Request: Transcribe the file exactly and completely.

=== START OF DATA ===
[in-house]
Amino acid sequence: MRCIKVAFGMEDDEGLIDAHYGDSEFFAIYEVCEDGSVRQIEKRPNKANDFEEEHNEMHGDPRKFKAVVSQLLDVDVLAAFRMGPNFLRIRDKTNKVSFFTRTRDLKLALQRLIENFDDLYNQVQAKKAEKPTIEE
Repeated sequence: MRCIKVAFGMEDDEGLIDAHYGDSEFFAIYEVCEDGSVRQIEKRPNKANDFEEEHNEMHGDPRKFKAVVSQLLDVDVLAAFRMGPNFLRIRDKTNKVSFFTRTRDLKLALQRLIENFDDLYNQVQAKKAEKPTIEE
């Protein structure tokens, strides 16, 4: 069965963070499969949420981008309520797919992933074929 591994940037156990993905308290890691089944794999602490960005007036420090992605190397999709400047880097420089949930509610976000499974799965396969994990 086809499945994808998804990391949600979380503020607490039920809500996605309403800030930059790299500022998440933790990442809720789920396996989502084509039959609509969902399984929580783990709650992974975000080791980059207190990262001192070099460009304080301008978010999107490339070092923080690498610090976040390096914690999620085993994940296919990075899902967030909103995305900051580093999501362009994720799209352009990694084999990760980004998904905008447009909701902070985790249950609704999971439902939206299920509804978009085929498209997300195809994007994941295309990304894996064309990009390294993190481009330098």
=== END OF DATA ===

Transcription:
[in-house]
Amino acid sequence: MRCIKVAFGMEDDEGLIDAHYGDSEFFAIYEVCEDGSVRQIEKRPNKANDFEEEHNEMHGDPRKFKAVVSQLLDVDVLAAFRMGPNFLRIRDKTNKVSFFTRTRDLKLALQRLIENFDDLYNQVQAKKAEKPTIEE
Repeated sequence: MRCIKVAFGMEDDEGLIDAHYGDSEFFAIYEVCEDGSVRQIEKRPNKANDFEEEHNEMHGDPRKFKAVVSQLLDVDVLAAFRMGPNFLRIRDKTNKVSFFTRTRDLKLALQRLIENFDDLYNQVQAKKAEKPTIEE
């Protein structure tokens, strides 16, 4: 069965963070499969949420981008309520797919992933074929 591994940037156990993905308290890691089944794999602490960005007036420090992605190397999709400047880097420089949930509610976000499974799965396969994990 086809499945994808998804990391949600979380503020607490039920809500996605309403800030930059790299500022998440933790990442809720789920396996989502084509039959609509969902399984929580783990709650992974975000080791980059207190990262001192070099460009304080301008978010999107490339070092923080690498610090976040390096914690999620085993994940296919990075899902967030909103995305900051580093999501362009994720799209352009990694084999990760980004998904905008447009909701902070985790249950609704999971439902939206299920509804978009085929498209997300195809994007994941295309990304894996064309990009390294993190481009330098």